Toddler Playtime Ideas and Games
Play, fun, and learning are all the same thing to your toddler. She loves learning new skills (like taking turns!) and making new discoveries. Learn what's in store in this excerpt from Your Toddler Month by Month by Dr. Tanya Byron.
Most childhood games, involving walking, running, jumping, and climbing, are useful for the development of the large movements of the body. All your toddler needs is a safe place to play and explore without too much restricted movement, and the knowledge that her carer is not too far away. Children are “all-weather” creatures and will really benefit from fresh air and a change of scene. Different textures and challenges are intriguing at this age:
- Walking on grass or sand, jumping on and off a step, walking, running (and later rolling) up and down hills, and crawling through tunnels, help children to strengthen their muscles and their reflexes.
- Swings, slides, and balancing are all fantastic for encouraging brain development. Your toddler may be ready to try some climbing, too. Make sure you balance your anxieties about your toddler’s safety against a need for her to explore and learn from her environment.
The smaller and more controlled movements continue to improve as your toddler gradually learns to grip things and to control small-scale movement. Her drawing skills will begin now (although she has a very immature pencil grip), she will try to fit shapes together, and can hold a spoon and fork.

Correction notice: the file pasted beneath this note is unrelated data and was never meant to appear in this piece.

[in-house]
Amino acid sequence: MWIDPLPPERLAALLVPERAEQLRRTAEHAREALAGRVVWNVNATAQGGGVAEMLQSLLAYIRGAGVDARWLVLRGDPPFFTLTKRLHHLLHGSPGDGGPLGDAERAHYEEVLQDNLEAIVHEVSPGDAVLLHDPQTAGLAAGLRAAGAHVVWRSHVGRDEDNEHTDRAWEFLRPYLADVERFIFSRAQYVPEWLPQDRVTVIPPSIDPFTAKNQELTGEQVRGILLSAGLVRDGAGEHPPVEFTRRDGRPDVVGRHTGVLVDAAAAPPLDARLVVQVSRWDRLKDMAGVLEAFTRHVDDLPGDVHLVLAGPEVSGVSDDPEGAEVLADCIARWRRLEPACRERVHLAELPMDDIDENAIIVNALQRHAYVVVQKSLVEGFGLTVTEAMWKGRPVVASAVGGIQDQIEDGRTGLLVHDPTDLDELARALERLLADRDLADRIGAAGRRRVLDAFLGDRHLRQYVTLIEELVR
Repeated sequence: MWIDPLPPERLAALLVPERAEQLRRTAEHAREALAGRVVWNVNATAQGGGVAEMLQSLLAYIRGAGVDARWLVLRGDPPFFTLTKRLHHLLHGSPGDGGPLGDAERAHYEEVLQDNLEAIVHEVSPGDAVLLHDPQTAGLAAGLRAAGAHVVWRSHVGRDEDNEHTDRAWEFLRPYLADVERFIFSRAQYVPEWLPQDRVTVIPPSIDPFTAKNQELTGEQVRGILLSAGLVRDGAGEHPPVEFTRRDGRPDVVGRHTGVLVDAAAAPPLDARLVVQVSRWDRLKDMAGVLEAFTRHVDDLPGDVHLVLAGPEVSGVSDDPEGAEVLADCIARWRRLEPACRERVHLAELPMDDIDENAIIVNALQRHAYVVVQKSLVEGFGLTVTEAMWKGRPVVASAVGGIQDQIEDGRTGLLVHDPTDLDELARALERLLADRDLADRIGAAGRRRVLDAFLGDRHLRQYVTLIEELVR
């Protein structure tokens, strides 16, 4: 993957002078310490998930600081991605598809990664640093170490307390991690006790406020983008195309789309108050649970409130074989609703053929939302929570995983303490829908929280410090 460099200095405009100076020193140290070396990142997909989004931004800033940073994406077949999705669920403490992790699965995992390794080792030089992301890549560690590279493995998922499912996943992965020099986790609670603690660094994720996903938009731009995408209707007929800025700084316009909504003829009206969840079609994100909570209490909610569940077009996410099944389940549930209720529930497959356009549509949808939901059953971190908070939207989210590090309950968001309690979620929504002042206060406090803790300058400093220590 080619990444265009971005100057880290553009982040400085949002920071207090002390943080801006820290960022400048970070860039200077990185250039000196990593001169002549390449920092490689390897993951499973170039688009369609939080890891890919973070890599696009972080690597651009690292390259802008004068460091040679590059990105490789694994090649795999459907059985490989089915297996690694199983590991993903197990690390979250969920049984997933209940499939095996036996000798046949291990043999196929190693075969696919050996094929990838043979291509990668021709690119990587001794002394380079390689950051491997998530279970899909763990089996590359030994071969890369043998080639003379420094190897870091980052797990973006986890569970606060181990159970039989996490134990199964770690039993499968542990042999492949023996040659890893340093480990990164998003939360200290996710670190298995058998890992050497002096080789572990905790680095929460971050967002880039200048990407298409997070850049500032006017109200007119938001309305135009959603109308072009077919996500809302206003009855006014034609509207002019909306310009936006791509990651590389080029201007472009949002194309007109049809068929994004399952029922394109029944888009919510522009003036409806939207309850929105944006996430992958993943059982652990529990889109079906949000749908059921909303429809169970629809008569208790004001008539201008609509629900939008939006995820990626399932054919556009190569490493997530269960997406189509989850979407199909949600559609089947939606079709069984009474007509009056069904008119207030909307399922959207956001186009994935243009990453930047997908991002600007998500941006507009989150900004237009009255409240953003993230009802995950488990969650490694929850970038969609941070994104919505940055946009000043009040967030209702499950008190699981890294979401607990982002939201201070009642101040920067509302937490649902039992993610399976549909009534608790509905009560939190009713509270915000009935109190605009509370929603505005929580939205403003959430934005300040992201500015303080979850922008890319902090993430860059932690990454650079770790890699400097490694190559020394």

- Toys to encourage holding, scooping, squeezing, and pouring.
- Games and activities that encourage repetition of movement.
- Sand and water play, finger paints, jigsaws, and wooden blocks.
- Running, jumping, and climbing.
- Kicking and throwing a ball.
- Blowing bubbles.
- Chasing and tickling games.
- Dancing to encourage a sense of rhythm and co-ordination.
Language and Senses
- Things to read and look at: board books with large pictures and pages, illustrated food packages, and glossy magazines that include pictures of babies and toddlers will all appeal.
- Things to write with: fat crayons and pencils, and plenty of paper (if you don’t want scribble on the walls).
- Things that make noise: beans in sealed containers, wooden spoons, saucepans, flower pots, bells—the list is endless. Also, try making noises in unusual ways – for example, by shouting into a tube to create an echo. Make animal noises that your child can copy.
- Toys that are bright colors and made of contrasting textures.
- Nursery rhymes and action songs help develop language.
Make-Believe and Comfort
- Toys to cuddle: so many to choose from, but there is often a favorite.
- Make-believe toys: puppets and action rhymes, or funny, made-up rhymes and stories.
- Toys that imitate you and your actions, such as sweepers, tools, and telephones.
Cause and Effect Toys
- Toys that light up or make a noise, for example, when a button is pushed—these help your toddler understand how her actions impact on things.
- Hiding an object under a cup and finding it together.
- Copying your actions and exaggerated facial expressions.
Excerpted from Your Toddler Month by Month by Dr. Tanya Byron, reprinted with permission from DK Publishing.
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